Energy and exergy analysis of a cruise ship
Research output: Contribution to journal › Article
In recent years, the International Maritime Organization agreed on aiming to reduce shipping's greenhouse gas emissions by 50% with respect to 2009 levels. Meanwhile, cruise ship tourism is growing at a fast pace, making the challenge of achieving this goal even harder. The complexity of the energy system of these ships makes them of particular interest from an energy systems perspective. To illustrate this, we analyzed the energy and exergy flow rates of a cruise ship sailing in the Baltic Sea based on measurements from one year of the ship's operations. The energy analysis allows identifying propulsion as the main energy user (46% of the total) followed by heat (27%) and electric power (27%) generation; the exergy analysis allowed instead identifying the main inefficiencies of the system: while exergy is primarily destroyed in all processes involving combustion (76% of the total), the other main causes of exergy destruction are the turbochargers, the heat recovery steam generators, the steam heaters, the preheater in the accommodation heating systems, the sea water coolers, and the electric generators; the main exergy losses take place in the exhaust gas of the engines not equipped with heat recovery devices. The application of clustering of the ship's operations based on the concept of typical operational days suggests that the use of five typical days provides a good approximation of the yearly ship's operations and can hence be used for the design and optimization of the energy systems of the ship.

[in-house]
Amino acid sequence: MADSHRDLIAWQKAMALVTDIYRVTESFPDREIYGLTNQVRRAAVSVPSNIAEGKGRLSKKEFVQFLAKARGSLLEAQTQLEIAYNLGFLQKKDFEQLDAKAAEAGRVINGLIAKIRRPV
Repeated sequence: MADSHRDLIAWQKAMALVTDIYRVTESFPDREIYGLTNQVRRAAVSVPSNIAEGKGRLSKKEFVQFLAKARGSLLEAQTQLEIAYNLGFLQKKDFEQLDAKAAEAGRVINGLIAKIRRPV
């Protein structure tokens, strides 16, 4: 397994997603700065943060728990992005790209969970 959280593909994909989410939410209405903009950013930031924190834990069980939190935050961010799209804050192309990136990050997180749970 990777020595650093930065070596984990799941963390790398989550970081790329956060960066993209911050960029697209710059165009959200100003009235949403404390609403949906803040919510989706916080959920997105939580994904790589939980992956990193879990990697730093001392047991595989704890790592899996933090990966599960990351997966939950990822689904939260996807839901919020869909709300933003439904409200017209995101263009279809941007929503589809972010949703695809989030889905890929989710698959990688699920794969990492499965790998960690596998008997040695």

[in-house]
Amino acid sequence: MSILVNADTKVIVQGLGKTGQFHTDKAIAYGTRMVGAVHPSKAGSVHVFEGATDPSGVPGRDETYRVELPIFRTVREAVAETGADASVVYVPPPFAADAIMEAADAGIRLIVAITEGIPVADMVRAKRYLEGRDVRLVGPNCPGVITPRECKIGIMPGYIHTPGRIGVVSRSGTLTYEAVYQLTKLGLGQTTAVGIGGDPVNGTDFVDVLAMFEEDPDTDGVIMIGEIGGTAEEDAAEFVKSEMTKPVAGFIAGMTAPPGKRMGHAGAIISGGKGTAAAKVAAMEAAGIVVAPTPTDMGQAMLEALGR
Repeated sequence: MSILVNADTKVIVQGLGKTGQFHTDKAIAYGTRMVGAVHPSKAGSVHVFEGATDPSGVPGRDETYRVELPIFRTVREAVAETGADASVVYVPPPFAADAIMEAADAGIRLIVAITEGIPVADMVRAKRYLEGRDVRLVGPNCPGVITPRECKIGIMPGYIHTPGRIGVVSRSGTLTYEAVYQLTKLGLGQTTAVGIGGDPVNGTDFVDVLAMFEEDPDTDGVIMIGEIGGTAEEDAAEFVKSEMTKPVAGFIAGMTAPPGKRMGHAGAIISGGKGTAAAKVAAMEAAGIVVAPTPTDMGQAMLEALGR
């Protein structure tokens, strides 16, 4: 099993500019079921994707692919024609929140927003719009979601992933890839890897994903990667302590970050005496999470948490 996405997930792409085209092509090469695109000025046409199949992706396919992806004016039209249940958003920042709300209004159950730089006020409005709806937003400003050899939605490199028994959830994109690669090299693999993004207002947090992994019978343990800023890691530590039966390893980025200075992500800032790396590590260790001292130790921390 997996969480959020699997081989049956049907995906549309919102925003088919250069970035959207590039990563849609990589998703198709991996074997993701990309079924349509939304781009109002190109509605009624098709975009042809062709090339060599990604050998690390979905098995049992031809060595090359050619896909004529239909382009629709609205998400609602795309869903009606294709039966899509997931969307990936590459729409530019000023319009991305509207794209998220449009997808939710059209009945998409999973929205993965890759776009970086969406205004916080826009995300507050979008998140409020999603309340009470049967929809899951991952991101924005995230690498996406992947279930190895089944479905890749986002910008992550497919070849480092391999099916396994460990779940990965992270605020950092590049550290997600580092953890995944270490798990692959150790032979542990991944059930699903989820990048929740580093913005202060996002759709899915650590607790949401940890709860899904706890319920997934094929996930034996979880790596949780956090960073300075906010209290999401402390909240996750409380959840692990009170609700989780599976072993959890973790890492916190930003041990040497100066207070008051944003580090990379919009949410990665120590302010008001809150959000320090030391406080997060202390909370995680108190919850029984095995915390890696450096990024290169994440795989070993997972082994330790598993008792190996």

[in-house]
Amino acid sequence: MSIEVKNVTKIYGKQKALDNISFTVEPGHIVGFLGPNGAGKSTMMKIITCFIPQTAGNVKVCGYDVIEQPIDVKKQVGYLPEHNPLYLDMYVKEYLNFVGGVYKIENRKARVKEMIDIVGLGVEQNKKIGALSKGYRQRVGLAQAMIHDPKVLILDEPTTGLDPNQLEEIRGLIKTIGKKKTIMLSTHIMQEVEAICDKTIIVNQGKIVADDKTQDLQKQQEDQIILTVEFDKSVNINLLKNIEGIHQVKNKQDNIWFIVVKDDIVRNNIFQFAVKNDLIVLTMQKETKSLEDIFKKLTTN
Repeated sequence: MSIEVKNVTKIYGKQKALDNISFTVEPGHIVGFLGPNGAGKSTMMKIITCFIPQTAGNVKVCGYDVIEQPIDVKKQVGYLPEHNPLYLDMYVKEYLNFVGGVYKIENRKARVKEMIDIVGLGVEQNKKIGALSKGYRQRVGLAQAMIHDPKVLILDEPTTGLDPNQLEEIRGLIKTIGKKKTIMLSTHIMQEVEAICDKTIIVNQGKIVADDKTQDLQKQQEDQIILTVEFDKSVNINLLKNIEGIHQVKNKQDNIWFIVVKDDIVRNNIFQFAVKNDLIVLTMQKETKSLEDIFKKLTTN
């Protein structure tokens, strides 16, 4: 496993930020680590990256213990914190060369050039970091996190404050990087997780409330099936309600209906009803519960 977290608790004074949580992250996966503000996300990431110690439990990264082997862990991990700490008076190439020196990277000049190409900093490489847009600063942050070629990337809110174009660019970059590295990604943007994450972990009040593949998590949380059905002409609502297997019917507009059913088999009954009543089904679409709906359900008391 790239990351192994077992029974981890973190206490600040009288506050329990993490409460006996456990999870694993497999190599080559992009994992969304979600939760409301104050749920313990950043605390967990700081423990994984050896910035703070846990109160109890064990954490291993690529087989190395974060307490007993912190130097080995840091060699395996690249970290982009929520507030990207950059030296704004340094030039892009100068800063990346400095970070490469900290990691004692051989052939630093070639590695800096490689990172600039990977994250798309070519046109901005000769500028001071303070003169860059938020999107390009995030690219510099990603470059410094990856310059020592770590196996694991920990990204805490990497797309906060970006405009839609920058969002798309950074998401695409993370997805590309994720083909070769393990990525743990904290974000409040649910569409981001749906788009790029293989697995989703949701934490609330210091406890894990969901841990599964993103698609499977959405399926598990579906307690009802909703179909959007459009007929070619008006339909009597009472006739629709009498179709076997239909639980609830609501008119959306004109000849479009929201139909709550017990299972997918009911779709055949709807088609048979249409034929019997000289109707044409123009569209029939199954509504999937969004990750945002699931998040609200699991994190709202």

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Subject classification (UKÄ) – MANDATORY
|Publication status||Published - 2018 Sep 20|